The renewal of EU customs legislation has been going on for almost a decade, manifesting itself in numerous proposals. Finally, there is light at the end of the tunnel, even though it may not be as straightforward as desired. The concept of customs valuation, one of the core pillars of EU customs law is being reformed, leading to more ambiguity, than before. Let us look at a few aspects in detail.
Transaction value – what it actually means
Under the present rules, the customs value of imported goods is the transaction value, which corresponds to the price actually paid or payable for the goods when sold for export to the customs territory of the Community, with certain adjustments where required. Despite being relatively straightforward, this definition already gave rise to numerous debates and interpretative questions.
Under the newly proposed rules, the value of the goods is to be determined at the time of acceptance of the customs declaration on the basis of the transaction occurring immediately before the goods are declared for free circulation.
We dare say that words like “immediately” and “before”, though seemingly comprehensible, give rise to a number of questions. Does one look at the timing of when parties entered into the contract/sale i.e. the ordering process? Or will the timing of when the sale is finalised be leading, in which case the moment of finalization of a sale should be defined?
These aspects are relevant for a number of successive transactions and complex structures, where the physical introduction of the goods to EU territory may differ from the time the transaction is finished from a legal point of view. Also, the use of customs suspension regimes such as bonded warehousing in the EU and successive sales prior to clearance for free circulation seems to be challenged by the definition. Another stab with a dagger to the new wording is its non-alignment with the WTO Valuation Agreement that focuses on the ‘sale for export’.
No mercy for the First Sale for Export principle
Rumors on abolishing the First Sale for Export principle, namely the possibility to rely (under conditions) on the transaction value of a prior transaction in a chain for customs valuation purposes seem to have been confirmed by the draft Implementing Act.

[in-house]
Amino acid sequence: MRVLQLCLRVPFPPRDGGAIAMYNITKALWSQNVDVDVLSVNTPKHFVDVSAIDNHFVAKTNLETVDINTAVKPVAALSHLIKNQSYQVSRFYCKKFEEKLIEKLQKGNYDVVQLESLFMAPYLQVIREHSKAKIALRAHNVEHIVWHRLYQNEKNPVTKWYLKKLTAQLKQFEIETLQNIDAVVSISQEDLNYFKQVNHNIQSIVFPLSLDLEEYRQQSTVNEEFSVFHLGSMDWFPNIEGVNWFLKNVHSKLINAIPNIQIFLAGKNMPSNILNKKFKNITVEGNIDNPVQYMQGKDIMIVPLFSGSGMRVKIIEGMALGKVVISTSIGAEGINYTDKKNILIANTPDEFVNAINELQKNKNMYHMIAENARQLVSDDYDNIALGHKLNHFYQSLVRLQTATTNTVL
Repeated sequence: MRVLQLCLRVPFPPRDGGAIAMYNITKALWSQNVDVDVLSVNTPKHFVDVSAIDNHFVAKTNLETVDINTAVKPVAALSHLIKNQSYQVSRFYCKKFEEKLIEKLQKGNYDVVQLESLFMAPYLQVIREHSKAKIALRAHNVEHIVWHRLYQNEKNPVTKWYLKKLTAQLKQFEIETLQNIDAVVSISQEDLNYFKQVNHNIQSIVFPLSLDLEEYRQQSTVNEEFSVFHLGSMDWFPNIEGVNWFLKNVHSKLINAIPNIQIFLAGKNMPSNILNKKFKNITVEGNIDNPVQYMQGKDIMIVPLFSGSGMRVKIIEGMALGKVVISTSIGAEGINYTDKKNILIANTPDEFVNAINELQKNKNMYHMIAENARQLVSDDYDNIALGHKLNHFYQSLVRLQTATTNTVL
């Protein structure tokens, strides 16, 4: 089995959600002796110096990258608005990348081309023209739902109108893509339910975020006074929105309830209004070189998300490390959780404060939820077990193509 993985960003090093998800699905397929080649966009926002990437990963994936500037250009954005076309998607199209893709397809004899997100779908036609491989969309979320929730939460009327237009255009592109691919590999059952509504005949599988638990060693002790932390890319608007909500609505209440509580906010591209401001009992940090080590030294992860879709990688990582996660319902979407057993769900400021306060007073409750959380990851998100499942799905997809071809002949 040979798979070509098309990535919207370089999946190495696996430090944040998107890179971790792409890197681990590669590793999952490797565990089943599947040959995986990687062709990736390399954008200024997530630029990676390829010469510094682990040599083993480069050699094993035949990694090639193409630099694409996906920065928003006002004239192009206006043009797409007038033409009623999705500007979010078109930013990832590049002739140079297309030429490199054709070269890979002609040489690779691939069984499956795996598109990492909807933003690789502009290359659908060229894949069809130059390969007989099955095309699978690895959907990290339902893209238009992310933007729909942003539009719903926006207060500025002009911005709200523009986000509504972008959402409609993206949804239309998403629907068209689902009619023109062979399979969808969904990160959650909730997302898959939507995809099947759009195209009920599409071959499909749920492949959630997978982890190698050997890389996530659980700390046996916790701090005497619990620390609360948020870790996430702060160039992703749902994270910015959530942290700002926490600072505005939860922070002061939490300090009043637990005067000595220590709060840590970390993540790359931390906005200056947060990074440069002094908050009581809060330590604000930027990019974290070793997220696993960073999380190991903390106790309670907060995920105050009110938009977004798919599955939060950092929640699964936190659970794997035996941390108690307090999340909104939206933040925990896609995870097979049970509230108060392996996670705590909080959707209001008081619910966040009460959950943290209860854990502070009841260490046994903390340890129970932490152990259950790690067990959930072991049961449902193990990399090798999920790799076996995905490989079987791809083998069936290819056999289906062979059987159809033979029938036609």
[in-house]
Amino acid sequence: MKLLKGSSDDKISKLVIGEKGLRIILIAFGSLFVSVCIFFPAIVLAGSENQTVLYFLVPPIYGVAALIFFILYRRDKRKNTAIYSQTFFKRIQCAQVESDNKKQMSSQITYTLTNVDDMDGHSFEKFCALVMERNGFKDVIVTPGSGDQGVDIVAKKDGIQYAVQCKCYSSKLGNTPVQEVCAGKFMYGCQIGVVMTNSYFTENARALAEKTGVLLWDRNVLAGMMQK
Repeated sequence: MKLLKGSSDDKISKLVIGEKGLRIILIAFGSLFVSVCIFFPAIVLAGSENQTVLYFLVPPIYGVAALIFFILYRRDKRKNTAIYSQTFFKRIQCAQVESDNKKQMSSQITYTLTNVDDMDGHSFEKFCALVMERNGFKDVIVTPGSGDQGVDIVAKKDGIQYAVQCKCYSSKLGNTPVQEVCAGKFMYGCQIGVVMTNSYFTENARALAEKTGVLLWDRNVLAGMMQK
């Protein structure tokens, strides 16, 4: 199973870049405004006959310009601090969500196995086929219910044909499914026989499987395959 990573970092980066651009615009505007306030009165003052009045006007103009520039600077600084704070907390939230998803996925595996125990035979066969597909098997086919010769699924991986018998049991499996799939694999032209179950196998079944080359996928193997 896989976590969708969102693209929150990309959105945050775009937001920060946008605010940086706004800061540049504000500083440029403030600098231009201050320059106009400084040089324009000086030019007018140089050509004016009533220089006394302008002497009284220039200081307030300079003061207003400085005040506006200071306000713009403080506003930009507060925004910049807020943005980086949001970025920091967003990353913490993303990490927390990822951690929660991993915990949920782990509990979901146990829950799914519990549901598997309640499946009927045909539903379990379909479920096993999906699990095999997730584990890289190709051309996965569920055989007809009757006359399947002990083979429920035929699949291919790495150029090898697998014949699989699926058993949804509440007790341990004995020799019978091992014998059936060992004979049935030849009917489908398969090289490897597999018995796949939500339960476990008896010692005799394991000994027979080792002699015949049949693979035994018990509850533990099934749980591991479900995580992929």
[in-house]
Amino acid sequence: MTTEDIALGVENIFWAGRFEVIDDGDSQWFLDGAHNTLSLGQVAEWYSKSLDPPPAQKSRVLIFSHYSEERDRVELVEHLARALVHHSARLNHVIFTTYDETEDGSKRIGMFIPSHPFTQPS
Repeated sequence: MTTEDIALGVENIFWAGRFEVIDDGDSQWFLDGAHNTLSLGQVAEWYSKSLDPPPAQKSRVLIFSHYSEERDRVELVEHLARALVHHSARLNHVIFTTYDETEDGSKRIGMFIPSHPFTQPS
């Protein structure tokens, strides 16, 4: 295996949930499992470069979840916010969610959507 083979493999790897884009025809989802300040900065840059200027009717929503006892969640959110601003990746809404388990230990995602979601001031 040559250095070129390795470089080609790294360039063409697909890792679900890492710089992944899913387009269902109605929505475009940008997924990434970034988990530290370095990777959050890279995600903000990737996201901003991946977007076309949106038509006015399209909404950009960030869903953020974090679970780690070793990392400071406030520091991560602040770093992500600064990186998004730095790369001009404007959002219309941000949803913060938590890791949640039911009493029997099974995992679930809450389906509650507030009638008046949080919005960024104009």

Despite the argumentation on combatting loss of customs revenue in general, it remains unclear why first sale has to be abolished. Any reasoning that relates to the fact that such sale is harder to control and/or audit does not take the modern business processes into account where insight can be given into almost any aspect of the transaction on which a customs value is built via electronic means.
Standards of weight measurements established
Increased level of control seems to be an issue in the EU though. As of 1 February 2014, the Commission has introduced new ‘plausibility’ measures for cross-checking the weight of goods declared pro measurement unit. For a number of customs tariff numbers (ranging from cucumber to cigars and rubber tires), thresholds of plausible weight limits are introduced to verify the weight of goods declared for import. Should the declared weight pro measurement unit not fall within these standardized thresholds, the declarant will receive an error message and the customs declaration will be refused/returned for correction.
Although there are still some amendments to come, it seems that the framework has been set for the future of EU customs. It is now a tall order for the legislative, judiciary and administrative powers to fill in the concepts with factual and to the point meanings benefiting the business community. We shall have confidence and see what comes. After all, when the going gets tough, the tough get going.